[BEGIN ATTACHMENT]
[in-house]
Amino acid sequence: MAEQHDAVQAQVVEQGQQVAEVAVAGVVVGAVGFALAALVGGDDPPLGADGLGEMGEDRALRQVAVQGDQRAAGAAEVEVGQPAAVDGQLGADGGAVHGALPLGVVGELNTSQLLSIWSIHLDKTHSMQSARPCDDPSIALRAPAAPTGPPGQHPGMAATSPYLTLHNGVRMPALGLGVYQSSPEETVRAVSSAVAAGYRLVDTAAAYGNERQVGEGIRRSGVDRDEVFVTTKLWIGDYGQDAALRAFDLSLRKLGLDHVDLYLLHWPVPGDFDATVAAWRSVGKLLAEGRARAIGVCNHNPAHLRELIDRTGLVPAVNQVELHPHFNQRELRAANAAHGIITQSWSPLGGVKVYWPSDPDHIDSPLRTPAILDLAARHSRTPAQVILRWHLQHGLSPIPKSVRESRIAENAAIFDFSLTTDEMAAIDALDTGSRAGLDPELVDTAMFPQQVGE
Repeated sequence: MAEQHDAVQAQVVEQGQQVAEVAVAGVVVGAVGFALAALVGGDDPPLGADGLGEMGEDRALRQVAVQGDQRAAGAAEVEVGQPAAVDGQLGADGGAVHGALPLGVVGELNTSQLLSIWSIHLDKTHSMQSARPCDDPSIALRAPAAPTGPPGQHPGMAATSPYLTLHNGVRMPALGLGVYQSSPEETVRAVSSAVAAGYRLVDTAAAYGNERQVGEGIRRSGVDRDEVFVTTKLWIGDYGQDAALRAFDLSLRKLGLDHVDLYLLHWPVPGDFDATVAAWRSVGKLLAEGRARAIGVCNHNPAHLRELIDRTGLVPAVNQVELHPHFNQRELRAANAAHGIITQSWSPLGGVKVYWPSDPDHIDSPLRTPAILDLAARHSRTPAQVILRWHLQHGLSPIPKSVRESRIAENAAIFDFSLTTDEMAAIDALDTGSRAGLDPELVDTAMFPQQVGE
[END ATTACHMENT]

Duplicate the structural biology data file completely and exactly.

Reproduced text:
[in-house]
Amino acid sequence: MAEQHDAVQAQVVEQGQQVAEVAVAGVVVGAVGFALAALVGGDDPPLGADGLGEMGEDRALRQVAVQGDQRAAGAAEVEVGQPAAVDGQLGADGGAVHGALPLGVVGELNTSQLLSIWSIHLDKTHSMQSARPCDDPSIALRAPAAPTGPPGQHPGMAATSPYLTLHNGVRMPALGLGVYQSSPEETVRAVSSAVAAGYRLVDTAAAYGNERQVGEGIRRSGVDRDEVFVTTKLWIGDYGQDAALRAFDLSLRKLGLDHVDLYLLHWPVPGDFDATVAAWRSVGKLLAEGRARAIGVCNHNPAHLRELIDRTGLVPAVNQVELHPHFNQRELRAANAAHGIITQSWSPLGGVKVYWPSDPDHIDSPLRTPAILDLAARHSRTPAQVILRWHLQHGLSPIPKSVRESRIAENAAIFDFSLTTDEMAAIDALDTGSRAGLDPELVDTAMFPQQVGE
Repeated sequence: MAEQHDAVQAQVVEQGQQVAEVAVAGVVVGAVGFALAALVGGDDPPLGADGLGEMGEDRALRQVAVQGDQRAAGAAEVEVGQPAAVDGQLGADGGAVHGALPLGVVGELNTSQLLSIWSIHLDKTHSMQSARPCDDPSIALRAPAAPTGPPGQHPGMAATSPYLTLHNGVRMPALGLGVYQSSPEETVRAVSSAVAAGYRLVDTAAAYGNERQVGEGIRRSGVDRDEVFVTTKLWIGDYGQDAALRAFDLSLRKLGLDHVDLYLLHWPVPGDFDATVAAWRSVGKLLAEGRARAIGVCNHNPAHLRELIDRTGLVPAVNQVELHPHFNQRELRAANAAHGIITQSWSPLGGVKVYWPSDPDHIDSPLRTPAILDLAARHSRTPAQVILRWHLQHGLSPIPKSVRESRIAENAAIFDFSLTTDEMAAIDALDTGSRAGLDPELVDTAMFPQQVGE